aboutsummaryrefslogtreecommitdiffstats
path: root/documentation/AMD-S3.txt
blob: 1ef87c0358f3d1181a77c285b278d4693e5ef4eb (plain)
1
2
3
4
5
6
7
8
9
10
11
12
13
14
15
16
17
18
19
20
21
22
23
24
25
26
27
28
29
30
31
32
33
34
35
36
37
38
39
40
41
42
43
44
45
46
47
48
49
50
51
52
53
54
55
56
57
58
59
60
61
62
63
64
65
66
67
68
69
70
71
72
73
74
75
76
77
78
79
80
81
82
83
84
85
86
87
88
89
90
91
92
93
94
95
96
97
98
99
100
101
102
103
104
105
106
107
108
109
110
111
112
113
114
115
116
117
118
119
120
121
122
123
124
125
126
127
128
   _____ ____  _____  ______ ____   ____   ____ _______
  / ____/ __ \|  __ \|  ____|  _ \ / __ \ / __ \__   __|
 | |   | |  | | |__) | |__  | |_) | |  | | |  | | | |
 | |   | |  | |  _  /|  __| |  _ <| |  | | |  | | | |
 | |___| |__| | | \ \| |____| |_) | |__| | |__| | | |
  \_____\____/|_|  \_\______|____/ \____/ \____/  |_|

           __  __ _____     _____   ____
     /\   |  \/  |  __ \   / ____| |___ \
    /  \  | \  / | |  | | | (___     __) |
   / /\ \ | |\/| | |  | |  \___ \   |__ <
  / ____ \| |  | | |__| |  ____) |  ___) |
 /_/    \_\_|  |_|_____/  |_____/  |____/


               S3 in Coreboot (V 1.1)
----------------------------------------
                Zheng Bao
            <zheng.bao@amd.com>
            <fishbaozi@gmail.com>

Introduction
============
This document is about how the feature S3 is implemented on coreboot,
specificly on AMD platform. This topic deals with ACPI spec, hardware,
BIOS, OS. We try to help coreboot users to realize their own S3.

S3 in a nutshell
================
The S3 sleeping state is a low wake latency sleeping state where all
system context is lost except system memory. [1]. S3 is a ACPI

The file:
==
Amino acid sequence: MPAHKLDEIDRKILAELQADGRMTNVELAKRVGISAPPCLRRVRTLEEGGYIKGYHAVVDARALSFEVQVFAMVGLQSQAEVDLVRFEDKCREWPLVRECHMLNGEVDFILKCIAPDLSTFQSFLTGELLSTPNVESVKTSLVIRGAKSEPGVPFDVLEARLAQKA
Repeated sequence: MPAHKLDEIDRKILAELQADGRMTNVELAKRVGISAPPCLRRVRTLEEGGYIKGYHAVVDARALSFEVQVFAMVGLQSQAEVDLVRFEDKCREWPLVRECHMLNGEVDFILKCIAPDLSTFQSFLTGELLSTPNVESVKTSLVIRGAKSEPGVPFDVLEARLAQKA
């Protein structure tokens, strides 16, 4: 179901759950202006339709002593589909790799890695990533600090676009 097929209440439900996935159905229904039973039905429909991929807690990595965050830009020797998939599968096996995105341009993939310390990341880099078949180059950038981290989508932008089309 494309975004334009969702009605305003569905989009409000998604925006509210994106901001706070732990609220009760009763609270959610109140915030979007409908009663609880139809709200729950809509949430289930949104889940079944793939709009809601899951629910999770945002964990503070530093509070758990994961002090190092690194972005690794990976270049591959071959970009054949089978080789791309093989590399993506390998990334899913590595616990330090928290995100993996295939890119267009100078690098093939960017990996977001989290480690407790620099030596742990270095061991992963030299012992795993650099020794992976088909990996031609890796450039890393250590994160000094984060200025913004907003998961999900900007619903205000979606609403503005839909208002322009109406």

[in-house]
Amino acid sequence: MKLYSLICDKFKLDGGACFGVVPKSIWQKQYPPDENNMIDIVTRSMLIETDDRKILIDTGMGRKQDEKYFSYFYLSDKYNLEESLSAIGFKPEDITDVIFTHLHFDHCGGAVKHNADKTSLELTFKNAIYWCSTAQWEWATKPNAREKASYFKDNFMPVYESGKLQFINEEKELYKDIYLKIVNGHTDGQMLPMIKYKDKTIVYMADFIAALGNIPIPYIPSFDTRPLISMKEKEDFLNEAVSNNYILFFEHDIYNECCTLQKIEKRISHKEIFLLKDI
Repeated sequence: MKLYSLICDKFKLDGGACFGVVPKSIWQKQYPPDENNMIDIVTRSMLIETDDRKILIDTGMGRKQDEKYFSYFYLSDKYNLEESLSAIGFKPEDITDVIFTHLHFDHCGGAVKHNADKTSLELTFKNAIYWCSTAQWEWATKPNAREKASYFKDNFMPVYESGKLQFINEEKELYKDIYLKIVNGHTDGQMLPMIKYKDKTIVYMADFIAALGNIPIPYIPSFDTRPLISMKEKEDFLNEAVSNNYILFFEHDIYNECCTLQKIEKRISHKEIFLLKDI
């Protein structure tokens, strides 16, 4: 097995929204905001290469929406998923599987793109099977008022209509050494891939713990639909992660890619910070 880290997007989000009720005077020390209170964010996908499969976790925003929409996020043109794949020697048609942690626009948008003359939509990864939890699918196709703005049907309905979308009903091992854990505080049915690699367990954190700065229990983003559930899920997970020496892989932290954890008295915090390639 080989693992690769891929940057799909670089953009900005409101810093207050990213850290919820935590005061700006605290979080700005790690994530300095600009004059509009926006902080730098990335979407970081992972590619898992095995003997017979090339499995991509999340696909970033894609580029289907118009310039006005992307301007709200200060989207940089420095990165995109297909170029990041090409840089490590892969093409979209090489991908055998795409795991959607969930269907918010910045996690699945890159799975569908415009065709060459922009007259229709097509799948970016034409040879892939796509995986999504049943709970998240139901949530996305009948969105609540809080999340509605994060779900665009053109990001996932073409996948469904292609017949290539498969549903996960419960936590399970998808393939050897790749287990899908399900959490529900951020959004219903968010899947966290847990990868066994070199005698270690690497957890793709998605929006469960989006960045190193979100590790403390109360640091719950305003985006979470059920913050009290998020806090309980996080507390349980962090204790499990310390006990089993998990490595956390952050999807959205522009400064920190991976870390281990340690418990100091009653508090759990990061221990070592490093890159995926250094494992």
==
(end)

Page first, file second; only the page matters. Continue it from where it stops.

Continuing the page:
definition.
To enter S3, write 3 in SLP_TYPx and set the SLP_EN bit (See ACPI
registers). But if you do that, board can not resume at where it
sleeps, because you don't save the context. More often than not, we
make the board go into S3 by the tools which OSes provide. For
windows, click Start->sleep. For linux, some distribution provide a
tools called pm-suspend, which can make the system goto S3. If
pm-suspend is not available, we can run "echo mem > /sys/power/state",
but this way may not save all the needed context.
In S3 state, the power is off. So when the power button is pressed,
BIOS runs as it does in cold boot. If BIOS didn't detect whether
board boots or resumes, it would go the same way as boot. It is not
what we expect. BIOS detects the SLP_TYPx. If it is 3, it means BIOS
are waking up.
BIOS is responsible for restore the machine state as it is before
sleep. It needs restore the memory controller, not overwriting memory
which is not marked as reserved. For the peripheral which loses its
registers, BIOS needs to write the original value.
When everything is done, BIOS needs to find out the wakeup vector
provided by OSes and jump there. OSes also have work to do. We can go
to linux kernel or some other open source projects to find out how they
handle S3 resume.

ACPI registers
==============
ACPI specification defines a group of registers. OSes handle all these